This is the back of the Julius Goldberg RCA theremin before restoration, legless, and sitting on a low table. People sometimes ask why so many vintage theremins had their legs cut off. If you want to know the answer to this question, just try and get one into the back seat of your car. At some point in the Goldberg theremin's history, probably in the "Hippy Era" of the late 1960's, it had been painted a sickly green colour in order to contemporize it. When I acquired the theremin, its previous owner, John Snyder, had stripped off the green paint but had never refinished the cabinet.

Julius Goldberg "kid proofed" his theremin, perhaps following the birth of his children. He added a lock and key to the cabinet doors in order to keep little hands from getting big electric shocks while poking around inside the cabinet. I eventually replaced these bits of hardware with more appropriate RCA knobs.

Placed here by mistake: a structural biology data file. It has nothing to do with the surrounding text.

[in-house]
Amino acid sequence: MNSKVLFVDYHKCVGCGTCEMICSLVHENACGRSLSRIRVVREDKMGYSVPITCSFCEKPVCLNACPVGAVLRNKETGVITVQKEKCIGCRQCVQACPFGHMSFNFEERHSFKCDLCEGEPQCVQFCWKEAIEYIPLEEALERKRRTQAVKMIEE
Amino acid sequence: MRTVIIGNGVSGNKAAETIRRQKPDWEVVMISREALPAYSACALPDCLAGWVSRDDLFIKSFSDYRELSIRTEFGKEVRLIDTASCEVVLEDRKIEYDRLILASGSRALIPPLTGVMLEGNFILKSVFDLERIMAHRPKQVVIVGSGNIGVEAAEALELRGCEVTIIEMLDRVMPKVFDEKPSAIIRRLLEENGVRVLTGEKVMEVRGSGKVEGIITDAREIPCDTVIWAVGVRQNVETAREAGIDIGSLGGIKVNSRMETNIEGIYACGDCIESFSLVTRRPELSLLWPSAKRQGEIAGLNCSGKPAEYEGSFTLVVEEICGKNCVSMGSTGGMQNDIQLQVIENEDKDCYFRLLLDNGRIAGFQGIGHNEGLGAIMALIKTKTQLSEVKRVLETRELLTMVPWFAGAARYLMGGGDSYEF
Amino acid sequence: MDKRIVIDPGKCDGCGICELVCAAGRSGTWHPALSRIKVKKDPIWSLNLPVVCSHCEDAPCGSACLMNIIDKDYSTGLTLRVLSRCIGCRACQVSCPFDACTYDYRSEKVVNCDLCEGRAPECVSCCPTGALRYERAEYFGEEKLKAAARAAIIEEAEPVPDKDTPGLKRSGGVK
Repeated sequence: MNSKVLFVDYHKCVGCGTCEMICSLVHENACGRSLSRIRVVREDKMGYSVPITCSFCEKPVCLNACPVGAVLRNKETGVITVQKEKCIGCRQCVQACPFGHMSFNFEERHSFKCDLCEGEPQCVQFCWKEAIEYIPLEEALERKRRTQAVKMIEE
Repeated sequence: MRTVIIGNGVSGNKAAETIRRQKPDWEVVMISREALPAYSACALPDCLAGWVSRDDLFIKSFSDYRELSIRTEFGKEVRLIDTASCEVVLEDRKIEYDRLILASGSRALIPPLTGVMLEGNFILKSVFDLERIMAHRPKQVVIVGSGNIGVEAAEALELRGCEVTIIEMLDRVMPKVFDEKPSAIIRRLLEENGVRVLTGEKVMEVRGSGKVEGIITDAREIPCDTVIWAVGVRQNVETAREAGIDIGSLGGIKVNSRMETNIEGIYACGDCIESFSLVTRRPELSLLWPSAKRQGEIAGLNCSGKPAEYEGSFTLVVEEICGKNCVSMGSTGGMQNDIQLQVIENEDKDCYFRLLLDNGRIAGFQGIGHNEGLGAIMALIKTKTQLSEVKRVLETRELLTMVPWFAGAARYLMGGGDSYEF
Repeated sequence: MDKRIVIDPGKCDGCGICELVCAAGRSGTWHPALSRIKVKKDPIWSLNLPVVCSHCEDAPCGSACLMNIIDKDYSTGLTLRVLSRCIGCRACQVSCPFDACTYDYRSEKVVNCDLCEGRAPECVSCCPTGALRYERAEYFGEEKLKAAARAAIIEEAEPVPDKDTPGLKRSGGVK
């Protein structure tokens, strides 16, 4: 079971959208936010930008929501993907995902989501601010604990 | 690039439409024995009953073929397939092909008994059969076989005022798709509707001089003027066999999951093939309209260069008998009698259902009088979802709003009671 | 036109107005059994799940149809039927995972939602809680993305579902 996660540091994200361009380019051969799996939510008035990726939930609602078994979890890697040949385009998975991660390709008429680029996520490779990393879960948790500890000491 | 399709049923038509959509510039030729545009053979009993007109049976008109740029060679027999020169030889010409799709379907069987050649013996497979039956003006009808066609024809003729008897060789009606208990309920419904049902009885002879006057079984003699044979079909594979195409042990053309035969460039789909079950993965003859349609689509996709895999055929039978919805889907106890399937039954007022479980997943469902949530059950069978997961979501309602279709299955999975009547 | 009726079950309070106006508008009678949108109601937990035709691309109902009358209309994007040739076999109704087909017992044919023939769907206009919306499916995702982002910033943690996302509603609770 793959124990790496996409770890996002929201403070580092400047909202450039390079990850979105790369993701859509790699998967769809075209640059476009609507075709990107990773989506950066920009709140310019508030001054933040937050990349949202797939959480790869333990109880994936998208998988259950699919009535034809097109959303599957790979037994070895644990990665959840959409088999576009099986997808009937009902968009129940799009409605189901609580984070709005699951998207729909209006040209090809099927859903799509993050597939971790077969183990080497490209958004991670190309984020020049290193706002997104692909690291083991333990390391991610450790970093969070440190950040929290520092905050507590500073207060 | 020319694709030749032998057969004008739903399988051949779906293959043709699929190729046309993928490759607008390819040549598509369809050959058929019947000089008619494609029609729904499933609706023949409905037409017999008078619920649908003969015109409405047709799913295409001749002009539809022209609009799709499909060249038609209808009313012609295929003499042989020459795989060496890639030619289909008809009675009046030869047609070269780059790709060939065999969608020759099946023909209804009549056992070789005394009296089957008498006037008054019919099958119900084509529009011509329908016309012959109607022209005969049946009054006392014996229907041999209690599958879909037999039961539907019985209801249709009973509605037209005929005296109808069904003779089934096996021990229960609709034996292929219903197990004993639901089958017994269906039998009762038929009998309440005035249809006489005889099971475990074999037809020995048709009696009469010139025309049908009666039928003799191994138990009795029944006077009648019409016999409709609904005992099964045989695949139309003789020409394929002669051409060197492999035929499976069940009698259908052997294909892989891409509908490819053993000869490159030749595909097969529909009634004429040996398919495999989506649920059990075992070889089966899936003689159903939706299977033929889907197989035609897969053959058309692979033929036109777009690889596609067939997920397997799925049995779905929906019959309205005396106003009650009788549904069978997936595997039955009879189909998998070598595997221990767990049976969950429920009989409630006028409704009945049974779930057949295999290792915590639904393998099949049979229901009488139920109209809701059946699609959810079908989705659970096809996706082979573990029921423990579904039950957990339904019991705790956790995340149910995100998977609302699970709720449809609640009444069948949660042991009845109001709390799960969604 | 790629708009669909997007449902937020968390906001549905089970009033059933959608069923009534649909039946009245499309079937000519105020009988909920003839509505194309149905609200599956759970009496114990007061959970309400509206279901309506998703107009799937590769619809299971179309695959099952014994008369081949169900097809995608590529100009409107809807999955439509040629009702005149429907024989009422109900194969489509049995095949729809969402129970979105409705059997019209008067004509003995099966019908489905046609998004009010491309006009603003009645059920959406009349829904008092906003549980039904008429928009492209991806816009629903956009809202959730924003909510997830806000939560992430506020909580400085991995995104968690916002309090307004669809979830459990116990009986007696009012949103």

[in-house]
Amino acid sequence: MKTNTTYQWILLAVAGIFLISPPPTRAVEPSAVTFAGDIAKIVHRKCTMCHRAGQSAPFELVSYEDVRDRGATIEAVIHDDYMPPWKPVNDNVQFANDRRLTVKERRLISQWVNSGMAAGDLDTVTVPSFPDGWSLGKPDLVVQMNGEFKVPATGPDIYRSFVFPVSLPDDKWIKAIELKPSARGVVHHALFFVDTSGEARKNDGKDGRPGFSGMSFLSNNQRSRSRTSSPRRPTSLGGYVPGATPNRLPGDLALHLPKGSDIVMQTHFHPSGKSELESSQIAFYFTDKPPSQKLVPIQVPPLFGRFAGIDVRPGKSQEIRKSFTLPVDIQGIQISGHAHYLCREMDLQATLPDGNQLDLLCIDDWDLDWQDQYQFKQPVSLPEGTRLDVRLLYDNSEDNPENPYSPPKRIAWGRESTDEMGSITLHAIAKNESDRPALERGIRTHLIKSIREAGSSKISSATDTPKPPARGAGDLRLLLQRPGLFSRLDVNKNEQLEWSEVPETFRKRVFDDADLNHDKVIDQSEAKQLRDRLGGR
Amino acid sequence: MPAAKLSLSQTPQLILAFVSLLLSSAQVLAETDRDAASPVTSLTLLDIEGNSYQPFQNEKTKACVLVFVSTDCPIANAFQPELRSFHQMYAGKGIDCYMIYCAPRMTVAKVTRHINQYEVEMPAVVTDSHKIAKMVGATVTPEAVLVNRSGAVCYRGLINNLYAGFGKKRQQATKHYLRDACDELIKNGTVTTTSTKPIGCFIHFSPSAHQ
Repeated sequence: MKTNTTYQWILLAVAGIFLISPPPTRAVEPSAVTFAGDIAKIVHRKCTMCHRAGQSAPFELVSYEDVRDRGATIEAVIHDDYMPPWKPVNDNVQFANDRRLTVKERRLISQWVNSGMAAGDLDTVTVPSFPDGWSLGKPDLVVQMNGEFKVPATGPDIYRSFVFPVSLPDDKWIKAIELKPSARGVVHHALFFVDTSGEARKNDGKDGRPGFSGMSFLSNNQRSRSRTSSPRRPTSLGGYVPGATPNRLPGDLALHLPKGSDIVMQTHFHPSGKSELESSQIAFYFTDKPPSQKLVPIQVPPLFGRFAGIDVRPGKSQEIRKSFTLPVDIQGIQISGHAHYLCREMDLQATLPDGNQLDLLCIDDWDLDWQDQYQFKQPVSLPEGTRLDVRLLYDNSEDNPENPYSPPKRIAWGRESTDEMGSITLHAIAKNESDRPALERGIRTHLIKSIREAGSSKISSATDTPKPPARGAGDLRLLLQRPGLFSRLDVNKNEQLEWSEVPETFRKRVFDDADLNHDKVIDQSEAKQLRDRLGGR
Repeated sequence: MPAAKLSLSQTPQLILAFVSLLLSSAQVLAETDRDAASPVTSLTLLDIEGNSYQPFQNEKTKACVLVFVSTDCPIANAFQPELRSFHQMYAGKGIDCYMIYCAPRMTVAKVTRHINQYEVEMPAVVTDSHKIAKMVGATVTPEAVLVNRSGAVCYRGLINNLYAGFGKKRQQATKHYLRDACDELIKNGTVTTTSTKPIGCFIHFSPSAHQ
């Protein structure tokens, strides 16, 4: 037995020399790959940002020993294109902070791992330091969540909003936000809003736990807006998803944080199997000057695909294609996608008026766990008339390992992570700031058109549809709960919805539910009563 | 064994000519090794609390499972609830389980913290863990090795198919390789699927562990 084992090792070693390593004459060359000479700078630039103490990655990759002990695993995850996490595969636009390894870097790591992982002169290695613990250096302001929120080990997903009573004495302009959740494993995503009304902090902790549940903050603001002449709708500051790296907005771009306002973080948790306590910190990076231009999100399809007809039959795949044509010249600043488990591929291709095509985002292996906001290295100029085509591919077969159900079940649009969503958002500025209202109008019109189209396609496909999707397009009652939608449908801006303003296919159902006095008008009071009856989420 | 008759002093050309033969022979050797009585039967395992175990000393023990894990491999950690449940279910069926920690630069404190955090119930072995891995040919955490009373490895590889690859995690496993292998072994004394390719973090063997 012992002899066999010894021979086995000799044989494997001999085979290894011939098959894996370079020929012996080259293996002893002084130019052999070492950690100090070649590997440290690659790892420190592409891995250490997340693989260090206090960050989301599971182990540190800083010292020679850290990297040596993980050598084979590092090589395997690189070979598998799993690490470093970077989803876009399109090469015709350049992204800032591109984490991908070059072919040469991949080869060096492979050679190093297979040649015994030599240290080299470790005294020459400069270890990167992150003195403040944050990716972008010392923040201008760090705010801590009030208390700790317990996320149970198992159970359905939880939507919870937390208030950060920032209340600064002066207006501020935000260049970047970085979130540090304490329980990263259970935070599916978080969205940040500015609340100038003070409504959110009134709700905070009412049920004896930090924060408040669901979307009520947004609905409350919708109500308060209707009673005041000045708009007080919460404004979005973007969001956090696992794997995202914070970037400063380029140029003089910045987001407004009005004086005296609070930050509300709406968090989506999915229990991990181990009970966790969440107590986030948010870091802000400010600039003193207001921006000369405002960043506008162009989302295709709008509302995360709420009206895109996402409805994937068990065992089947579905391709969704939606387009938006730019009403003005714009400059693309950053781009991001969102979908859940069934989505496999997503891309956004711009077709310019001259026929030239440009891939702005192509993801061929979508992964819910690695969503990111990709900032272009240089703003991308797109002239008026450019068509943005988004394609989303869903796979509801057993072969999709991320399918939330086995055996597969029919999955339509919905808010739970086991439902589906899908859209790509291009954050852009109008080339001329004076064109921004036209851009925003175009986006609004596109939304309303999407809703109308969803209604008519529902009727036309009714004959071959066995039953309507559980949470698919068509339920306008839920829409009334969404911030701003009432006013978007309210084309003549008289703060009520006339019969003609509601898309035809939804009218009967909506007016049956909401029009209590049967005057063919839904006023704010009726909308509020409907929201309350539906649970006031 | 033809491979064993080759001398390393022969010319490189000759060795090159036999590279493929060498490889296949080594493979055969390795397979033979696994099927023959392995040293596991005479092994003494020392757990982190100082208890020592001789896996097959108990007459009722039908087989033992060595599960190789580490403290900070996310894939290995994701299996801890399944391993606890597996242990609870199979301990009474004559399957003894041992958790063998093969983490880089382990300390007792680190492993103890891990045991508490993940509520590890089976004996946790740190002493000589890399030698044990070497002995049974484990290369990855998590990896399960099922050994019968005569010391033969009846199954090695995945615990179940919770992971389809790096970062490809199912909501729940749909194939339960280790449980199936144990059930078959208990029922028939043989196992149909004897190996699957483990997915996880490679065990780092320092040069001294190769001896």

Although the RCA theremin was originally a mass produced, factory made instrument, they do not all sound the same. Over time, the slow degrading of parts, the addition of different elements, replacements, etc., have contributed to the distinctive voices of these electronic treasures. In a way, this process could be compared to the changes that take place in acoustic instruments as wood, glue and varnish begin to undergo certain natural transformations and repairs and restorations are made sometimes over several centuries.